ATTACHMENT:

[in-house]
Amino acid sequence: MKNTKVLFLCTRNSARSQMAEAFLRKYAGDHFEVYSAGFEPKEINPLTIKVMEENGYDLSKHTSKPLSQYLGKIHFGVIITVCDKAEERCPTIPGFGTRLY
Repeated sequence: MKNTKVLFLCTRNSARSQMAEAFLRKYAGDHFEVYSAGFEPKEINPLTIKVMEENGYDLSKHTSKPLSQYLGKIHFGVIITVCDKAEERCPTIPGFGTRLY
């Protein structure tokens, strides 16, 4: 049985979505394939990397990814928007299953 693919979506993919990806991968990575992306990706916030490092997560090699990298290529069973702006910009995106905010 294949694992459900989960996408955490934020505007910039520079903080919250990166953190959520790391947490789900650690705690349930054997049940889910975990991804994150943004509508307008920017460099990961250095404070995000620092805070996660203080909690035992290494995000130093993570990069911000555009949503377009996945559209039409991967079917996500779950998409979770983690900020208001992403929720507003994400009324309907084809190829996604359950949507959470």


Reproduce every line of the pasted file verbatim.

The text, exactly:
[in-house]
Amino acid sequence: MKNTKVLFLCTRNSARSQMAEAFLRKYAGDHFEVYSAGFEPKEINPLTIKVMEENGYDLSKHTSKPLSQYLGKIHFGVIITVCDKAEERCPTIPGFGTRLY
Repeated sequence: MKNTKVLFLCTRNSARSQMAEAFLRKYAGDHFEVYSAGFEPKEINPLTIKVMEENGYDLSKHTSKPLSQYLGKIHFGVIITVCDKAEERCPTIPGFGTRLY
């Protein structure tokens, strides 16, 4: 049985979505394939990397990814928007299953 693919979506993919990806991968990575992306990706916030490092997560090699990298290529069973702006910009995106905010 294949694992459900989960996408955490934020505007910039520079903080919250990166953190959520790391947490789900650690705690349930054997049940889910975990991804994150943004509508307008920017460099990961250095404070995000620092805070996660203080909690035992290494995000130093993570990069911000555009949503377009996945559209039409991967079917996500779950998409979770983690900020208001992403929720507003994400009324309907084809190829996604359950949507959470």